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A Paul Without Paul's Attention to Detail
on 16 February 2009
I promised myself that I would never read another Herbert/Anderson 'addendum' to the original Dune series after the disaster that was The Butlerian Jihad. However, due to forgetting to send in my negative desire for this book to the SF book club, it showed up on my doorstep, and obsessive reader that I am, I eventually cracked the covers of this book.
Surprisingly, it's not an unmitigated disaster, but rather a book that fills some holes between Dune and Dune Messiah, and almost managed to convince me that this extra material 'fit' with the original. However, there are some strong inconsistencies with the original, most notably in the portrayed actions and feelings of certain Fremen Maud'Dib worshipers, a rewriting of history to allow Paul to be offworld prior to the events of the original Dune, and a fleshing out of some the characters of the originals, most notably Irulan, that doesn't truly match Frank Herbert's portrayal.
While still having the short chapter/quick switch between scenes and characters that are now the hallmark of the Herbert/Anderson writing style, for this particular book such treatment actually works, as the plot threads are sufficiently many and convoluted enough to allow for such treatment. And the portrayals of the various characters weren't so obviously wrong as to cause me to throw this book away in disgust. However, this is very faint praise, merely an acknowledgement that the original characters of Frank Herbert were very powerful, real people, and as this book follows these original people, with only a few new persons thrown in, some of that power still permeates this book. This book also manages to avoid any ridiculously obvious scientific boners, mainly by not making any scientific statements of importance, but this is certainly preferable to the nonsense that has filled some of the other volumes.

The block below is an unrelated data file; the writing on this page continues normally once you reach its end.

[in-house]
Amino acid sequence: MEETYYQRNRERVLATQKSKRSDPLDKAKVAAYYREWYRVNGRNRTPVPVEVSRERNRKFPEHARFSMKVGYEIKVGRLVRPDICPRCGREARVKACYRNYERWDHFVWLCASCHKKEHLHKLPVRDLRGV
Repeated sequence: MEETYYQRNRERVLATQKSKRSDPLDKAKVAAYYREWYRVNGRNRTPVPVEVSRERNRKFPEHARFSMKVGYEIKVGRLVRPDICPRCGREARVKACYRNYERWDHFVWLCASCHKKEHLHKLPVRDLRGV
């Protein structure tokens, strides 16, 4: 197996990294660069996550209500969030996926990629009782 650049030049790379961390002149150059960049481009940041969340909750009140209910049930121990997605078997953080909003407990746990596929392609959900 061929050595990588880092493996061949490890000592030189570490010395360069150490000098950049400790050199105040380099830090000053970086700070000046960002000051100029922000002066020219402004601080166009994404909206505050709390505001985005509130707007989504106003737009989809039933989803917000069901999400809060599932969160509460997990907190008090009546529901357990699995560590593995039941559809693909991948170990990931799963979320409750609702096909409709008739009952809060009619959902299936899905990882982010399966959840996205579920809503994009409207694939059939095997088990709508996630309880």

However, the conclusion of this volume is an extreme letdown and is very poorly thought out, as it hinges on Paul and all of his close advisors willfully ignoring an obvious threat. But perhaps this is not surprising, as another threat earlier in the book is also completely ignored until it is sprung with deadly consequences, even though Paul has a prescient dream with clear significance - darn it, I caught the reference, even though it's been about five years since I last re-read the original Dune, and certainly someone who lived through that particular incident would see the relevance much more easily.
Better than some of the other works about Dune this pair has written, but that's not saying a great deal.
---Reviewed by Patrick Shepherd (hyperpat)